The Real Deal New York

SL Green just put another office tower on the block. Here’s why

REIT will use proceeds to fund stock buyback program
By Rich Bockmann | January 24, 2019 04:10PM

Marc Holliday and 521 Fifth Avenue (Credit: SL Green and Google Maps)

The former Lefcourt Building on Fifth Avenue just north of Bryant Park is the latest property that SL Green Realty is looking to sell in order to finance its stock buyback program.

The real estate investment trust its partners are soon going to put the 500,000-square-foot building at 521 Fifth Avenue on the market, company executives said on their earnings call Thursday afternoon.

“Befitting of the program of trying to recycle assets like that into stock that we think is trading at a heavily discounted basis, we think that that has reached a point in time that we’re going to put that in the market,” SL Green CEO Marc Holliday said.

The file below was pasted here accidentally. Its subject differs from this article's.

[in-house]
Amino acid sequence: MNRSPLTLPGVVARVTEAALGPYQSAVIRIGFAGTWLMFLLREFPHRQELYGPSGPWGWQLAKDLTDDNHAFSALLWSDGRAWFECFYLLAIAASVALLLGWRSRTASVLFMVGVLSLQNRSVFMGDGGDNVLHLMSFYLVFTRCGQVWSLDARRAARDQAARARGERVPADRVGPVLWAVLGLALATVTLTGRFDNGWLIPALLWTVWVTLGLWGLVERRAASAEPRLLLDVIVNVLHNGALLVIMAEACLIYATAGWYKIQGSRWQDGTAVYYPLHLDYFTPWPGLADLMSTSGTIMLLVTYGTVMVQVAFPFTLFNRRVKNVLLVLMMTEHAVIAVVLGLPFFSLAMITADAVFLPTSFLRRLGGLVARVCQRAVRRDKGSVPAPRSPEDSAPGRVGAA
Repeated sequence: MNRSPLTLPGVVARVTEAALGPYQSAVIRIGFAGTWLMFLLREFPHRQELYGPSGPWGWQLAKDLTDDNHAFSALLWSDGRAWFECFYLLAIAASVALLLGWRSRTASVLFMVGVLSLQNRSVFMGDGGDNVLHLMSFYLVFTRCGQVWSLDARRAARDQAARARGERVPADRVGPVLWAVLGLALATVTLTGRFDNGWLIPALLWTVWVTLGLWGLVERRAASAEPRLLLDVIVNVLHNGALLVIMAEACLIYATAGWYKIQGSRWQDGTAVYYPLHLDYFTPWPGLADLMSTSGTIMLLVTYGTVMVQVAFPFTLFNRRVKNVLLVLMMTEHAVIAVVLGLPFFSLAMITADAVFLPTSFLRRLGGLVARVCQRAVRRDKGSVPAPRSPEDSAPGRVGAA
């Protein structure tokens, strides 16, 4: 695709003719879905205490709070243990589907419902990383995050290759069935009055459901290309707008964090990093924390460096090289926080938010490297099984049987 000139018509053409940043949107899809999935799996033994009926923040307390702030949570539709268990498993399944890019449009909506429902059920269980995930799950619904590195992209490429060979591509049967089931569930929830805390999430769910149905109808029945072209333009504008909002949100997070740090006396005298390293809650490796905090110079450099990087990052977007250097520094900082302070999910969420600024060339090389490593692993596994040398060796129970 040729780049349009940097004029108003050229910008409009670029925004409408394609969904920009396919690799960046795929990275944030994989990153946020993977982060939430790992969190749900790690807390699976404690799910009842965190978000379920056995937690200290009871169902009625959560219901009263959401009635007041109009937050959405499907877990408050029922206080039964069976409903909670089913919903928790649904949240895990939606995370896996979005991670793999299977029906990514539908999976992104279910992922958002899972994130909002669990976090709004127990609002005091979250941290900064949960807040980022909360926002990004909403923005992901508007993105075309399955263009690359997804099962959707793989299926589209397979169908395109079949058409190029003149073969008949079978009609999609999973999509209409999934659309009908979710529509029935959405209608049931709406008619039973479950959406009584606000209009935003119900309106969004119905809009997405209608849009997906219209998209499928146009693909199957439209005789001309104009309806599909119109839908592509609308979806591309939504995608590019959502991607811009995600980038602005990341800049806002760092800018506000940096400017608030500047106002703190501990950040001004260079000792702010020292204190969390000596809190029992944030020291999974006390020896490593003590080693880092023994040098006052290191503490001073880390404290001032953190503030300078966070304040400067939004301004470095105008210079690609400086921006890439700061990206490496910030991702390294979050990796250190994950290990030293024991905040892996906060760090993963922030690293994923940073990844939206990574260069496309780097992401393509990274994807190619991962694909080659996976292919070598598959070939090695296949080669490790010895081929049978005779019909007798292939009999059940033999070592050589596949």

Holliday didn’t say anything about pricing, but sources familiar with the building valued it at $450 million earlier last year.

That’s when SL Green’s partners on the property – a joint venture between LaSalle Investment Management and Quantum Global Real Estate – put their 49.5 percent minority stake on market.

SL Green bought the 38-story pre-war building in 2011 for $225 million, and sold the minority stake to the LaSalle and Quantum Global JV (known as Plaza Global Real Estate Partners) for $72 million.

The retail is leased to Urban Outfitters and Equinox. Office tenants include Chinatrust Commercial Bank, Berkadia Commercial Mortgage and KGS Capital Markets.

“It’s a great building, great asset,” Holliday said. “We’ve owned it for a long period of time. It’s well leased.”

With its stock trading at a heavy discount to the value of its properties, SL Green in recent years has been selling assets to fund its aggressive stock buyback program.

The REIT in November green-lighted another $500 million for the program, bringing the total authorization to $2.5 billion. SL Green is also considering selling the News Building at 220 East 42nd Street, which could hit the market with an asking price as high as $1 billion.